Till Next Time

San Fran Tourists

So, we have spent almost 2 weeks just kind of hanging out in the Bay area. One of the advantages of our lifestyle is that whenever we want to, we can up and move and change the view. We spent six days in Berkeley, then moved to Emeryville, Sausalito, Richmond and then downtown San Fran at Pier 39.

Sausalito Waterfront
Floating Home Community

While the other areas we visited we quiet “suburbs” of San Francisco, Pier 39 is in the tourist centre. There are plenty of shops, restaurants, street performers and of course the famous sea lions. Noisy and smelly and yet still draw a crowd of people to watch them. Fortunately, we were on the other side of the docks. Our friends onboard Sedna had to listen to them day and night. We only had to convince this one to move so we could get back to the boat.

Pier 39 Sea Lions
Not Happy About Moving

We mix in a bit of tourist stuff with a bit of boat projects, an occasional day sail on the bay, sprinkle in a bit of reading, card playing and relaxing and poof the day is gone. I’m starting to realize how much work got in the way of having fun.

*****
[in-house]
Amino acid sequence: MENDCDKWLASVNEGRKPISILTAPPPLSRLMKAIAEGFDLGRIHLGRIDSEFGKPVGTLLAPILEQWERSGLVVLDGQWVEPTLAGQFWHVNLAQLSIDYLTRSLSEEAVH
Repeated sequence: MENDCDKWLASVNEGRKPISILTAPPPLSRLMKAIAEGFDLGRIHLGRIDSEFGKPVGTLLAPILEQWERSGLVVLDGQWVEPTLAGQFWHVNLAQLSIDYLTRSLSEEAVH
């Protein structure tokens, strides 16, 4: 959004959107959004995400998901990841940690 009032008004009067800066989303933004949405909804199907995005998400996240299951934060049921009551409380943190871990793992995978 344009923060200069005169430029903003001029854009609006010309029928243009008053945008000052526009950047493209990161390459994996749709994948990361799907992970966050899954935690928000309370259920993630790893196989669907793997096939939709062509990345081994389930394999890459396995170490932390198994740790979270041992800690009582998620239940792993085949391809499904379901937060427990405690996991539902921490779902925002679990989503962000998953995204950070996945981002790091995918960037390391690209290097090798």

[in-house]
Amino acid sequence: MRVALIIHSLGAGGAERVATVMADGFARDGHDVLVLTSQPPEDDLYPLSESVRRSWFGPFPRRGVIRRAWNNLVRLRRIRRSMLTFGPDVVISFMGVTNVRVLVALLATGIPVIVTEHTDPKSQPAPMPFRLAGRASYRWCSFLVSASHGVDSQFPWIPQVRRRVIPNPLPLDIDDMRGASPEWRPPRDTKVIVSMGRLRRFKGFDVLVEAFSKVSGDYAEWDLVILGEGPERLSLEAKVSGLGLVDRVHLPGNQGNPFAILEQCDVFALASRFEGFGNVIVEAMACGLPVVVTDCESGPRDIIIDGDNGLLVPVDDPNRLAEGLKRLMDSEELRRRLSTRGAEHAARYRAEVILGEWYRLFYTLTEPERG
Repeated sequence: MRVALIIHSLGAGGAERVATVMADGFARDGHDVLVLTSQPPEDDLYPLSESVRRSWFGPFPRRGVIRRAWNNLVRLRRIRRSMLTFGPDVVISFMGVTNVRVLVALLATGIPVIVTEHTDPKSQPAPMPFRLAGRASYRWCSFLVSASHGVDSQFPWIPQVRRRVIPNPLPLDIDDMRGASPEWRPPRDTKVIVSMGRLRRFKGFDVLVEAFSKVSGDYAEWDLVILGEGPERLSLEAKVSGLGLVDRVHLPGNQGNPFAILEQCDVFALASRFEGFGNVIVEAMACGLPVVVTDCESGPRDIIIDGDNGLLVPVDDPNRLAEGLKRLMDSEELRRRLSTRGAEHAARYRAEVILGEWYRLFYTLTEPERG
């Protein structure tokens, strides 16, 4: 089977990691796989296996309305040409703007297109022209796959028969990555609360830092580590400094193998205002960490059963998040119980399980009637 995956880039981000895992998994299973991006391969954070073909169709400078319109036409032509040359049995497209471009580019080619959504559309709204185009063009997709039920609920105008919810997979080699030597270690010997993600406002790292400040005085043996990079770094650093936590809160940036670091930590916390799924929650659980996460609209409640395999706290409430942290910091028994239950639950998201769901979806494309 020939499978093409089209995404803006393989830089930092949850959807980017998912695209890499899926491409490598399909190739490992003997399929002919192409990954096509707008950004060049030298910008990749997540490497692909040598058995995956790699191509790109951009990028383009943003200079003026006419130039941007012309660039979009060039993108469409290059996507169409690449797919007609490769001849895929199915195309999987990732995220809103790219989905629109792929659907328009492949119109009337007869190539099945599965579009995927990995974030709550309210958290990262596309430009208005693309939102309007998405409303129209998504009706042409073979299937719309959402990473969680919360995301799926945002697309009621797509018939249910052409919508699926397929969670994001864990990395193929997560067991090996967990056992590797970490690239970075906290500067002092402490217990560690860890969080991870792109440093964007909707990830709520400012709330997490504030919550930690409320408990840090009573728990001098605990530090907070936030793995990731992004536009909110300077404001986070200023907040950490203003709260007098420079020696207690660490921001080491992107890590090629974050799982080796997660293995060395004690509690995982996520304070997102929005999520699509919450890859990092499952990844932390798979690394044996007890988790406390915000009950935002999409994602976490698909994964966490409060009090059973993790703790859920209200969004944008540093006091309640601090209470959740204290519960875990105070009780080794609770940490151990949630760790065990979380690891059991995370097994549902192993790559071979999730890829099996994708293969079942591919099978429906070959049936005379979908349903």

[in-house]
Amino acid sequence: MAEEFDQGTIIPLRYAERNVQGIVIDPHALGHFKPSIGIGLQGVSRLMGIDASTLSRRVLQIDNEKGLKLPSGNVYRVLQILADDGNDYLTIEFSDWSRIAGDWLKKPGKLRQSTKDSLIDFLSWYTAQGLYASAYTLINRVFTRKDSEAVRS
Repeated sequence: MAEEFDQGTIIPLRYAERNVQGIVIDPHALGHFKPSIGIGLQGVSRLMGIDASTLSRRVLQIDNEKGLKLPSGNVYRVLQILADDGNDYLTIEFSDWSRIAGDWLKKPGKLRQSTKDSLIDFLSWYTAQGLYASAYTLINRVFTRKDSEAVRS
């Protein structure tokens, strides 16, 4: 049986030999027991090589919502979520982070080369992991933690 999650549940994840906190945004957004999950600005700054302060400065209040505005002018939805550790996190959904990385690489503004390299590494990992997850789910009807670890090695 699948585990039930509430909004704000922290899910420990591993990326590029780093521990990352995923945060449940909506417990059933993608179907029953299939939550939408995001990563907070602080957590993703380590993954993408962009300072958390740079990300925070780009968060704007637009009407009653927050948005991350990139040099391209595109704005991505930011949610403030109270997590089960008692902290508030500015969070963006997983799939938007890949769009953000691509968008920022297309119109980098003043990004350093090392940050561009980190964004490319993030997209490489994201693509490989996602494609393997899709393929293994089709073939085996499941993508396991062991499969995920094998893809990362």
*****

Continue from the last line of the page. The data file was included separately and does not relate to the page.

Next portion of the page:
Speaking of boat projects. It still amazes me that we have so much stuff packed into this small boat. It never fails that whatever I need, even for a quick 5-minute fix, is buried under the bed and several storage containers. It usually takes longer to dig the part out than it does to do the repair.

Found it

After a couple of weeks, we felt we had spent enough time in San Fran and it was time to get a move on. So, we left early in the morning and headed south 25 miles, destination Half Moon Bay. Its about half way between San Francisco and Monterey Bay. I’m finally feeling like I’m in California. It’s the first place we have stayed that has a big sandy beach and surfers.

San Francisco Sun Rise
Golden Gate at Sunrise
Marina Sign
Half Moon Bay Beach

We have lots of time to harbour hop down the coast. The Baja HaHa cruising rally we have joined, leaves from San Diego at the end of Oct, so we are planning for San Diego mid Oct.

Stay tuned for our next episode 😊